Background: The study investigated the influence of culturally-based health beliefs on engagement in healthylifestyle behaviour. Specifically, the study compared levels of engagement between Western and Chinese youthin Australia and assessed the extent to which culture-specific attributions about the causes of illness, and healthbeliefs, predict engagement in healthy lifestyle behaviour. Materials and
Methods: Ninety-four Western and 95Chinese (N=189; Mean Age=20.8 years, SD=3 years) young adults completed an online questionnaire. Predictorvariables were cultural health beliefs measured by the Chinese Cultural Views on Health and Illness scale(CCVH, Liang et al., 2008), and illness attributions beliefs measured by the Cause of Illness Questionnaire (CIQ,Armstrong and Swartzman, 1999). Outcomes variables were levels of engagement in healthy lifestyle behaviour.
Results: Results indicated that Chinese participants have a significantly lower exercising rate and healthy dietaryhabits compared to the Western sample. Moreover, Chinese participants were found to believe more strongly thanWesterners that cancer was associated with factors measured by the Traditional-Chinese-Model (TCM). Finally,the observed relationship between cultural health beliefs and physical inactivity was mediated by attributions ofillness, in particular to the supernatural subscale, with the Sobel Test showing a significant mediation (z=-2.63,p=0.004).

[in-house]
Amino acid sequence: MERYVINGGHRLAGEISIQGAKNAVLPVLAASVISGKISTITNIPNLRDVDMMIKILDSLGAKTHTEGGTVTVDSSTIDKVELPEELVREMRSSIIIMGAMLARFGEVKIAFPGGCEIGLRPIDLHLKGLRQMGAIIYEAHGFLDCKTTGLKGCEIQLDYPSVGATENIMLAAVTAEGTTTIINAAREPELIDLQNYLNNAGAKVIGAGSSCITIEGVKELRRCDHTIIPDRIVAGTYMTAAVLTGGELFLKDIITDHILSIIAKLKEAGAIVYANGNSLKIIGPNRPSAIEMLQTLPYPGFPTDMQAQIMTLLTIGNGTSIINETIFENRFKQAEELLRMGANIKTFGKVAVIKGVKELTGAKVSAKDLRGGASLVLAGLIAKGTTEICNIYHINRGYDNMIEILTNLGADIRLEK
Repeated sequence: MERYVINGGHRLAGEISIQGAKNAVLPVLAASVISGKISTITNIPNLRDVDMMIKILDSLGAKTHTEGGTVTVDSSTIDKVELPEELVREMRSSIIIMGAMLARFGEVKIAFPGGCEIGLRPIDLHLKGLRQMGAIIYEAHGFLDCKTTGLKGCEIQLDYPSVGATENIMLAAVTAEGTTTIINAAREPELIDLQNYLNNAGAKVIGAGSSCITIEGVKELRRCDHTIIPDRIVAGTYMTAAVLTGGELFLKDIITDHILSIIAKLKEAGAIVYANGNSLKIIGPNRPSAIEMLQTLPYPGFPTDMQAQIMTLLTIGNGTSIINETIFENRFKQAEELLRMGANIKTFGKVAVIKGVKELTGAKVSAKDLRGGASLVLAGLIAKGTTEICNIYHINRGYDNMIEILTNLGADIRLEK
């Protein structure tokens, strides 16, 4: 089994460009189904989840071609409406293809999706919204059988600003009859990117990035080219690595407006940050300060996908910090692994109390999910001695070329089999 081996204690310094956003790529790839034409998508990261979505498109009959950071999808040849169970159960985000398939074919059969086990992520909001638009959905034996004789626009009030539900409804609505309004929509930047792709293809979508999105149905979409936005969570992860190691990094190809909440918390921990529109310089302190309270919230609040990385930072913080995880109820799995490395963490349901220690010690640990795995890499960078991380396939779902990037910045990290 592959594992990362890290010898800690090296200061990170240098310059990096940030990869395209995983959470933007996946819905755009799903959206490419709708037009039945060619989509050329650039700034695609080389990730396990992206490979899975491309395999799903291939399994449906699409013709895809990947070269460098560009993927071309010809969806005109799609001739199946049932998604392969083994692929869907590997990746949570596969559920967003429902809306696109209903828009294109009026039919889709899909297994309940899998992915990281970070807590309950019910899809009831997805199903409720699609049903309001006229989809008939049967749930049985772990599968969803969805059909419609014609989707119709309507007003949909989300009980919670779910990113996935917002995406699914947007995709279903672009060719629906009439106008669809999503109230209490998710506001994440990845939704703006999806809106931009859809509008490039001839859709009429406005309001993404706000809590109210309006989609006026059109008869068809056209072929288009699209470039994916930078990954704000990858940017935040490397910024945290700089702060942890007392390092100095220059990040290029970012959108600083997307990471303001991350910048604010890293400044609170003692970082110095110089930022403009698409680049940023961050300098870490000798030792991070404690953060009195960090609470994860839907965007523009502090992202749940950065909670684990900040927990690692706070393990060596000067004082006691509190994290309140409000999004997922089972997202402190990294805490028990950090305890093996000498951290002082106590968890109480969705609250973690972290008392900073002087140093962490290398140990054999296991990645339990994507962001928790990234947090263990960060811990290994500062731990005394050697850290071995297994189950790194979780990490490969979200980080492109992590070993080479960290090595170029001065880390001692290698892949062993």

Conclusions: Mainstream approaches to encourage healthy lifestyles are unlikely to be effective wheneducating Chinese youth. Instead, health promotion programs should attempt to address the illness attributionbeliefs and educate Chinese youth about the role of diet and exercise in prevention of diseases such as cancer.